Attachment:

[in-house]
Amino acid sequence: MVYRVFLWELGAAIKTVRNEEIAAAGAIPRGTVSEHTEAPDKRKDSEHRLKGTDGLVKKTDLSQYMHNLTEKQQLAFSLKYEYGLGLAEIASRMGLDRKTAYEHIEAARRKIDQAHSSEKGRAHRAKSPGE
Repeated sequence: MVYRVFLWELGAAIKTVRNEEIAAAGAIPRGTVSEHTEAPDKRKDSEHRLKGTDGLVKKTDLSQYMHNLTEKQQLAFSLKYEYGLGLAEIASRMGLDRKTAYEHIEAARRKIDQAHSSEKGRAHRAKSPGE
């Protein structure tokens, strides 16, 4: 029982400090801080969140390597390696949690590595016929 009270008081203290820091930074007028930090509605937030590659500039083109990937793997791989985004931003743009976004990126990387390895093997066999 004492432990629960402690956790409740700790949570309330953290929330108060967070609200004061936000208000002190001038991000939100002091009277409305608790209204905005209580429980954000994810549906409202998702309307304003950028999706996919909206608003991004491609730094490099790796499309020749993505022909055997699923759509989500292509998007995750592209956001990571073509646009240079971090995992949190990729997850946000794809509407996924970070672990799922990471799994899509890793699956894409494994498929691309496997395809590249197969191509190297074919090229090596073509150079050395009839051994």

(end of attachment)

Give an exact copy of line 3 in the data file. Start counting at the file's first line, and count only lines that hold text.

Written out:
Repeated sequence: MVYRVFLWELGAAIKTVRNEEIAAAGAIPRGTVSEHTEAPDKRKDSEHRLKGTDGLVKKTDLSQYMHNLTEKQQLAFSLKYEYGLGLAEIASRMGLDRKTAYEHIEAARRKIDQAHSSEKGRAHRAKSPGE